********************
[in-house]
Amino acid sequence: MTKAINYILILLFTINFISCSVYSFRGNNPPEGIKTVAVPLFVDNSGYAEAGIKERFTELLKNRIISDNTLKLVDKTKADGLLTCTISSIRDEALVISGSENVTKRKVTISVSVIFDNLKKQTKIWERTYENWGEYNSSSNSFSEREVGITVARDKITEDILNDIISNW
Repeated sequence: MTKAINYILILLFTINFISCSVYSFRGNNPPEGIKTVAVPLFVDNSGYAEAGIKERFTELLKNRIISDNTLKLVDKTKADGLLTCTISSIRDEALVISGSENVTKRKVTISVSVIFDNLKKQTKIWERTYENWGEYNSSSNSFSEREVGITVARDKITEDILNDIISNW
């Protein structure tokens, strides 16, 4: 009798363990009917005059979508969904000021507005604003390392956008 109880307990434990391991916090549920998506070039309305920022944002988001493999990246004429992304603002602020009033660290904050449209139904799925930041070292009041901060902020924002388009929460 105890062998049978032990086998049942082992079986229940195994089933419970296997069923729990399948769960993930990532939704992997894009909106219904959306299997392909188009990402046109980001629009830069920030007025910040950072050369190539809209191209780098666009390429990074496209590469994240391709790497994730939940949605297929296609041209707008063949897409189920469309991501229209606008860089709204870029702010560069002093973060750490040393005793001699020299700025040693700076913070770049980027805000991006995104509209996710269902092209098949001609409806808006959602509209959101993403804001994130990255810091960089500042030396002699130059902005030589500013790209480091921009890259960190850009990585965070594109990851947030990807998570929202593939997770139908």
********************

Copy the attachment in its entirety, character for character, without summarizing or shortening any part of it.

[in-house]
Amino acid sequence: MTKAINYILILLFTINFISCSVYSFRGNNPPEGIKTVAVPLFVDNSGYAEAGIKERFTELLKNRIISDNTLKLVDKTKADGLLTCTISSIRDEALVISGSENVTKRKVTISVSVIFDNLKKQTKIWERTYENWGEYNSSSNSFSEREVGITVARDKITEDILNDIISNW
Repeated sequence: MTKAINYILILLFTINFISCSVYSFRGNNPPEGIKTVAVPLFVDNSGYAEAGIKERFTELLKNRIISDNTLKLVDKTKADGLLTCTISSIRDEALVISGSENVTKRKVTISVSVIFDNLKKQTKIWERTYENWGEYNSSSNSFSEREVGITVARDKITEDILNDIISNW
């Protein structure tokens, strides 16, 4: 009798363990009917005059979508969904000021507005604003390392956008 109880307990434990391991916090549920998506070039309305920022944002988001493999990246004429992304603002602020009033660290904050449209139904799925930041070292009041901060902020924002388009929460 105890062998049978032990086998049942082992079986229940195994089933419970296997069923729990399948769960993930990532939704992997894009909106219904959306299997392909188009990402046109980001629009830069920030007025910040950072050369190539809209191209780098666009390429990074496209590469994240391709790497994730939940949605297929296609041209707008063949897409189920469309991501229209606008860089709204870029702010560069002093973060750490040393005793001699020299700025040693700076913070770049980027805000991006995104509209996710269902092209098949001609409806808006959602509209959101993403804001994130990255810091960089500042030396002699130059902005030589500013790209480091921009890259960190850009990585965070594109990851947030990807998570929202593939997770139908």